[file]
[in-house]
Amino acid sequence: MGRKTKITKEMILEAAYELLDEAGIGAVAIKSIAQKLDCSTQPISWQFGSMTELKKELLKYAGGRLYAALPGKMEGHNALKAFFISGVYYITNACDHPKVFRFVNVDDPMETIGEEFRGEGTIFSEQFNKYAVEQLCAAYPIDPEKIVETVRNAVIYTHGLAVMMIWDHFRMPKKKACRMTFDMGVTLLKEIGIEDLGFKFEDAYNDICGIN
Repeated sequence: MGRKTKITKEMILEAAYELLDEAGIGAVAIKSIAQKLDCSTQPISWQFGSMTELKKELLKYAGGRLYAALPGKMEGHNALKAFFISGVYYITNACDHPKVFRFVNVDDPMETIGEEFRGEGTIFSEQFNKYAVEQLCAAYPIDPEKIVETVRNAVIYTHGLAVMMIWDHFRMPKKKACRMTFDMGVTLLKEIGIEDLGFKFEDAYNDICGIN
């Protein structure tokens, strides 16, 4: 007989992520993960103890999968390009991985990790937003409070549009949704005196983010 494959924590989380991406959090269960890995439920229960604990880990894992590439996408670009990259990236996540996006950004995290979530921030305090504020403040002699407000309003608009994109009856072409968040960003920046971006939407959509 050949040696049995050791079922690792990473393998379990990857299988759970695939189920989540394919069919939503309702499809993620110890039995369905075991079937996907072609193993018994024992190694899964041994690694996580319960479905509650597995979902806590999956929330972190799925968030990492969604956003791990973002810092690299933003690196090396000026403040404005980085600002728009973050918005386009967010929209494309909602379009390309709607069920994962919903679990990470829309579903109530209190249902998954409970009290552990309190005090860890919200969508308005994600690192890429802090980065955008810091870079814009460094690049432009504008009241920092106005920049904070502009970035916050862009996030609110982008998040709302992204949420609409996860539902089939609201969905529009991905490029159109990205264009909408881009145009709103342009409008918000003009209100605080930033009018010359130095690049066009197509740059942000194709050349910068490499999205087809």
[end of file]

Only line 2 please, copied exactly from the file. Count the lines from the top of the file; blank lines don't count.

Amino acid sequence: MGRKTKITKEMILEAAYELLDEAGIGAVAIKSIAQKLDCSTQPISWQFGSMTELKKELLKYAGGRLYAALPGKMEGHNALKAFFISGVYYITNACDHPKVFRFVNVDDPMETIGEEFRGEGTIFSEQFNKYAVEQLCAAYPIDPEKIVETVRNAVIYTHGLAVMMIWDHFRMPKKKACRMTFDMGVTLLKEIGIEDLGFKFEDAYNDICGIN